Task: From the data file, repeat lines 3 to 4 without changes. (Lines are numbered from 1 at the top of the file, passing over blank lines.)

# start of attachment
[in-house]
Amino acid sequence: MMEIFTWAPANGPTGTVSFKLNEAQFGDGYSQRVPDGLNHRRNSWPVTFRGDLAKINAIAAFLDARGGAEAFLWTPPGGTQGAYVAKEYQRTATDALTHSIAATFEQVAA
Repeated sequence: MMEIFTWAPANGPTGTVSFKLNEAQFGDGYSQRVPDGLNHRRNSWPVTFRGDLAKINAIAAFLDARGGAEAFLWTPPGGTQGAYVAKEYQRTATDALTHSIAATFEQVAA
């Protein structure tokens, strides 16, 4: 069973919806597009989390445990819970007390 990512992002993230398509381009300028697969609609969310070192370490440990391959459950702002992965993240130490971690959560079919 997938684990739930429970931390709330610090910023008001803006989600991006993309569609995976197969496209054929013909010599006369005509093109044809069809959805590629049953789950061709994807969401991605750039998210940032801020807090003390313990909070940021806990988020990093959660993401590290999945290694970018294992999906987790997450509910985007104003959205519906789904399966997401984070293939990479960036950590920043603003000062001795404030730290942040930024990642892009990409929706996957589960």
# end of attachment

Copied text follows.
Repeated sequence: MMEIFTWAPANGPTGTVSFKLNEAQFGDGYSQRVPDGLNHRRNSWPVTFRGDLAKINAIAAFLDARGGAEAFLWTPPGGTQGAYVAKEYQRTATDALTHSIAATFEQVAA
């Protein structure tokens, strides 16, 4: 069973919806597009989390445990819970007390 990512992002993230398509381009300028697969609609969310070192370490440990391959459950702002992965993240130490971690959560079919 997938684990739930429970931390709330610090910023008001803006989600991006993309569609995976197969496209054929013909010599006369005509093109044809069809959805590629049953789950061709994807969401991605750039998210940032801020807090003390313990909070940021806990988020990093959660993401590290999945290694970018294992999906987790997450509910985007104003959205519906789904399966997401984070293939990479960036950590920043603003000062001795404030730290942040930024990642892009990409929706996957589960």